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Posts Tagged ‘contraception’

Contraception – Hormonal Methods

Hormonal methods of contraception work in similar ways. They suppress ovulation (the monthly release of an egg from the ovaries) by the combined actions of the hormones estrogen and progestin. It also thickens the mucus from your cervix (this makes it difficult for sperm to move through it and reach an egg) as well as makes the lining of the womb thinner so it is less likely to accept a fertilized egg (which also can lessen menstrual cramps and flow). Hormonal methods are only available after consultation with a doctor who will give you a prescription fill out at the pharmacy.

These methods include the Pill, the patch, and the Ring. Rare but serious health risks are associated with women who are on hormonal methods who smoke and/or are over the age of 35.

Oral Contraceptive Pill (The Pill) – With proper use, the Pill is 99.9% effective, making it the most reliable contraception available. However, there is a 3% user failure rate. It does not protect against Sexually Transmitted Infections.

Besides preventing pregnancy, the Pill offers additional benefits. As stated in the labelling, the pill can make periods more regular. It also has a protective effect against pelvic inflammatory disease, an infection of the fallopian tubes or uterus that is a major cause of infertility in women, and against ovarian and endometrial cancers. The Pill’s effectiveness may be reduced if the woman is taking certain medications, including some antibiotics.
Side effects may include irregular bleeding, weight gain or loss, breast tenderness, nausea (rarely, vomiting), and changes in mood. Rare but serious health risks include blood clots, heart attack, stroke, and liver tumours — the chance of developing some of these problems increases with age. Smokers, women over the age of 35, and especially women over the age of 35 who do smoke should not use hormonal methods such as the Pill. Smokers must either give up smoking or use another form of contraception.

Contraceptive Patch – It is a 4 x 4 cm beige patch that sticks to a woman’s skin and continuously releases estrogen and a progestin (female hormones) into the bloodstream.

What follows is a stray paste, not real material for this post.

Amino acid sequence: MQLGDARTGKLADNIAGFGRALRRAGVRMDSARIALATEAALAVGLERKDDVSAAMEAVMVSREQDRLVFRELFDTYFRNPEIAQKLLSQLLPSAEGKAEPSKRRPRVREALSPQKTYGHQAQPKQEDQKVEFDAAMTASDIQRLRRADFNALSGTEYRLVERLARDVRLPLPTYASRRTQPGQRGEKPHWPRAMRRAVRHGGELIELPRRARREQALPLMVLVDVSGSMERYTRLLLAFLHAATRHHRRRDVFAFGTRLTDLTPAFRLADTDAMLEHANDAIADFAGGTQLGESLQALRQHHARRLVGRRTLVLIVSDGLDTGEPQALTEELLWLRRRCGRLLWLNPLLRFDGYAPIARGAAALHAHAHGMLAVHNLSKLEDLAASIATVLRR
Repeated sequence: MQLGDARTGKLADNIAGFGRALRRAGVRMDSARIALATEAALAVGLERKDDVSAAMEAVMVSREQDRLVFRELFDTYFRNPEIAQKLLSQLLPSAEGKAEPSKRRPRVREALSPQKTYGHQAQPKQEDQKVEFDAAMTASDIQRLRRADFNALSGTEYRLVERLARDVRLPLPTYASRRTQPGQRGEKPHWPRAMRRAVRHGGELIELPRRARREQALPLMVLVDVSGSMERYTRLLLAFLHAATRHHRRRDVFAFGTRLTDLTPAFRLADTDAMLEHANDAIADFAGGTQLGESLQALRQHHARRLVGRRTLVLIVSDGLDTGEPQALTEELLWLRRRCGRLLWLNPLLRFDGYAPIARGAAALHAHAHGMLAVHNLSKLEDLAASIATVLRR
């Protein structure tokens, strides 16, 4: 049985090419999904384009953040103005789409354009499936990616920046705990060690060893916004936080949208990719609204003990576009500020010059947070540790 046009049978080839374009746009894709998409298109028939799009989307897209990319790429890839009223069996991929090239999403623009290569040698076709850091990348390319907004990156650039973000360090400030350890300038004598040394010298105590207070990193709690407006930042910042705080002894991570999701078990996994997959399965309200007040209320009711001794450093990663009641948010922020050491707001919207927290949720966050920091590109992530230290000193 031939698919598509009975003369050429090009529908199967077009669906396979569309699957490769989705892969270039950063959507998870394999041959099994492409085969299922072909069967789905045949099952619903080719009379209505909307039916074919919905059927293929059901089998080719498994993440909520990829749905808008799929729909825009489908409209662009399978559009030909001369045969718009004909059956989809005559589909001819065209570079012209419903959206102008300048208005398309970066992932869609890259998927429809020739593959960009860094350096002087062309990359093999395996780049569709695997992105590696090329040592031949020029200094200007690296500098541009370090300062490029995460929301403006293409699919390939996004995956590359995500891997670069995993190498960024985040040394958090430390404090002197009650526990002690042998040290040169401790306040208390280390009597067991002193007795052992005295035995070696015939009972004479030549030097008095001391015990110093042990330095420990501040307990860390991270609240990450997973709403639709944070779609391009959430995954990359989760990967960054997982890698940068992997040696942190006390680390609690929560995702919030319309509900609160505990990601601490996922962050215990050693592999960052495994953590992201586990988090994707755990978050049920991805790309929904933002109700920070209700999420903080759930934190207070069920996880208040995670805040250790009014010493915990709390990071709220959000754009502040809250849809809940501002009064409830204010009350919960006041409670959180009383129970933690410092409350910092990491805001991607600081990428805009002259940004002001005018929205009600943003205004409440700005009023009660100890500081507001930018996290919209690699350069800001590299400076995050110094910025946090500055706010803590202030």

Like the Pill, the patch is also more than 99% effective at preventing pregnancy when used perfectly, with about a 3% failure rate for typical users. For women who have trouble remembering to take a pill every day, the patch may work better than the Pill. It may be a bit less effective in women who weigh more than 90 kg (198 pounds). It does not protect against Sexually Transmitted Infections.

A new patch is worn each week for 3 weeks. The patch should be changed on the same day each week (called the “Patch Change Day”). The fourth week is patch-free, and during this week your period will occur. The patch should never be off for more than seven days. Following the seven patch-free days, a new cycle is started when you apply a new patch on your Patch Change Day.

The patch can be worn on the buttocks, stomach, back or upper arms, but not on the breasts. It may help to change the location a bit each week. The patch should be applied to clean, dry skin. You should not use any creams or lotions near a patch you’re already wearing, or where you’ll be applying a new one. The patch is very “sticky”. You can exercise, shower, swim or go in a sauna or hot tub and it still sticks 98% of the time.

Vaginal Ring (Nuva Ring) – It is a soft, flexible, clear plastic ring measures 54mm in diameter and is inserted into a woman’s vagina where it slowly releases two female hormones (estrogen and a progestin) for three weeks. The ring’s method of action is very similar to the combined oral contraceptive pill. The ring does not provide a physical barrier to sperm and it does not prevent sexually transmitted infections. The ring is at least as effective as the birth control pill, and it may be more effective if a woman has trouble remembering to take her pill every day.